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Memorialization and the Limits of Reconciliation: Transnational Memory Circuits of the Korean War


The Korean War, as a “hot war” within the Cold War period with participation by 21 member nations of the UN and the People’s Republic of China, and also an unresolved civil war between South Korea and North Korea, is characterized by still-present animosities, which play out in contemporary politics in the Asia-Pacific region, as well as for the U.S. Furthermore, memoryscapes of the Korean War continue to be shaped and reshaped in the present. My dissertation examines built spaces and cultural texts of Korean War memorialization, focusing specifically on films, museums, and memorials in South Korea and the U.S. in the “post-Cold War” conjuncture. It focuses specifically on the theme of reconciliation to ask, how do Korean War memorial texts and spaces attempt to reconcile an unfinished Cold War conflict in a post-Cold War world?

I trace the theme of reconciliation in multiple ways – first, I utilize the common definition of reconciliation as an act of bringing issues to an agreement. For example, how do memorial texts and built spaces suture histories and memories into coherent or cohering narratives? Furthermore, I examine reconciliation as a specific affective theme in South Korean popular and national cultures, particularly through the imagined reunification between South Korea and North Korea, and/or separated family members stuck on opposite sides of the DMZ border as well as divided ideologically. Lastly, I examine reconciliation as a conceptual theme underlying memorialization of the Korean War in relation to Cold War memory and history – what is the relationship between memorialization and history, particularly as memorial and national texts attempt to make sense of Korean War history (as a technically unfinished war) with Cold War history (as a “finished” event)?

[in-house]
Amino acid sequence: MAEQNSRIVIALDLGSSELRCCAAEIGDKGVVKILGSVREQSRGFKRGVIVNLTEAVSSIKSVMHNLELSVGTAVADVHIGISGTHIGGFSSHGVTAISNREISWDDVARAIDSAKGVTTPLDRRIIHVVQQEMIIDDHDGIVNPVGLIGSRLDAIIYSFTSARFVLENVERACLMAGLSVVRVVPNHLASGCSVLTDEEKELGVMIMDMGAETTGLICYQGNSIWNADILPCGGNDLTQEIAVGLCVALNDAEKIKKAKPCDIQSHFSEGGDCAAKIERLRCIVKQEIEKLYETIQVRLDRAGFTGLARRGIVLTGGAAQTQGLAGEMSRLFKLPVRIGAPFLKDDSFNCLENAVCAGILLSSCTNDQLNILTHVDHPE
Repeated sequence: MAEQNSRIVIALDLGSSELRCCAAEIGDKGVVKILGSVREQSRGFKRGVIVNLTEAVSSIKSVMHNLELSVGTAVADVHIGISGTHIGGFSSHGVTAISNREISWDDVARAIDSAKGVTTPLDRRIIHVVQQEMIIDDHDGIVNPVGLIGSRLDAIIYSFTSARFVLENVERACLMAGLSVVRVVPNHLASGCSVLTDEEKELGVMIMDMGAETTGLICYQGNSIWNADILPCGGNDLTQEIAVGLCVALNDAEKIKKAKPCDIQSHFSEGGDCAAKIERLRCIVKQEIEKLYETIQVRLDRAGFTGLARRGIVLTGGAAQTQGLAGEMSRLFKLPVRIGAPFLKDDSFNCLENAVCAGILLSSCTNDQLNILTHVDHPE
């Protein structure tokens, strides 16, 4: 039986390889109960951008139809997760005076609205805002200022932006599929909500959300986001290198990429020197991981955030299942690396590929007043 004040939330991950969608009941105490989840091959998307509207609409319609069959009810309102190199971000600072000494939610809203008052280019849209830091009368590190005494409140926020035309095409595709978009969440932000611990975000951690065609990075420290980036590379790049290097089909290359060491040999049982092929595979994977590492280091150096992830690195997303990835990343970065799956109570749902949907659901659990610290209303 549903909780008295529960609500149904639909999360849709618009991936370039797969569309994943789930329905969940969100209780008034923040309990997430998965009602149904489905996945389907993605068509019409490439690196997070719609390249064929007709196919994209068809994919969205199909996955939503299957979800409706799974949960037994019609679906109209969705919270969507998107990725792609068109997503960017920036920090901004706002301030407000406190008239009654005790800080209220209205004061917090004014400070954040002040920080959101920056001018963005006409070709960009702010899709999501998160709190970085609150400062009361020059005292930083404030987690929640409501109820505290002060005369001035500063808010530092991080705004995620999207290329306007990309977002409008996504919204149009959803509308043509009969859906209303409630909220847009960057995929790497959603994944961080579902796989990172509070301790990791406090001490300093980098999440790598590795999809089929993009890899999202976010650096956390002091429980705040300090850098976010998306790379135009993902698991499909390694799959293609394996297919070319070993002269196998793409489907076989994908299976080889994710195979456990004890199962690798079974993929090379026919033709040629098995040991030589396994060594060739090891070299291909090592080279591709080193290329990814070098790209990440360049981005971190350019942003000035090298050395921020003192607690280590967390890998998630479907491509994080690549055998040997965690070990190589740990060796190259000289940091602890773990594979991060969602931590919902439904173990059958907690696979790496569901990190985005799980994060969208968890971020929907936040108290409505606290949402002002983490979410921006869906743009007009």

Memorials and national/popular memory of the Korean War are thus necessarily changing or constantly being amended in flux with changing presidential administrations as well as in response to veterans or civic groups in both the U.S. and South Korea. In studying the memory of war, it is impossible to ignore the ways in which memory and memorial discourses travel across geographic space in reference to each other, whether intentional or not. Drawing from the rich genealogy of Asian American cultural critique, this dissertation argues that critical Asian American memorial studies as methodology to study memorialization can bring out transnational narratives and allows for the multiple subjectivities of museum/memorial visitors and film viewers to enable readings beyond existing Cold War frameworks and narratives in both South Korea and the U.S. Through conducing a transnational study of Korean War memory, this dissertation rethinks the Korean War as “forgotten war” or as the benchmark for showcasing South Korean developmentalism (“forgotten victory” discourse), but rather the nuances in differential layers of forgettings and rememberings that constitute Korean War memoryscapes in the “post-Cold War” period.

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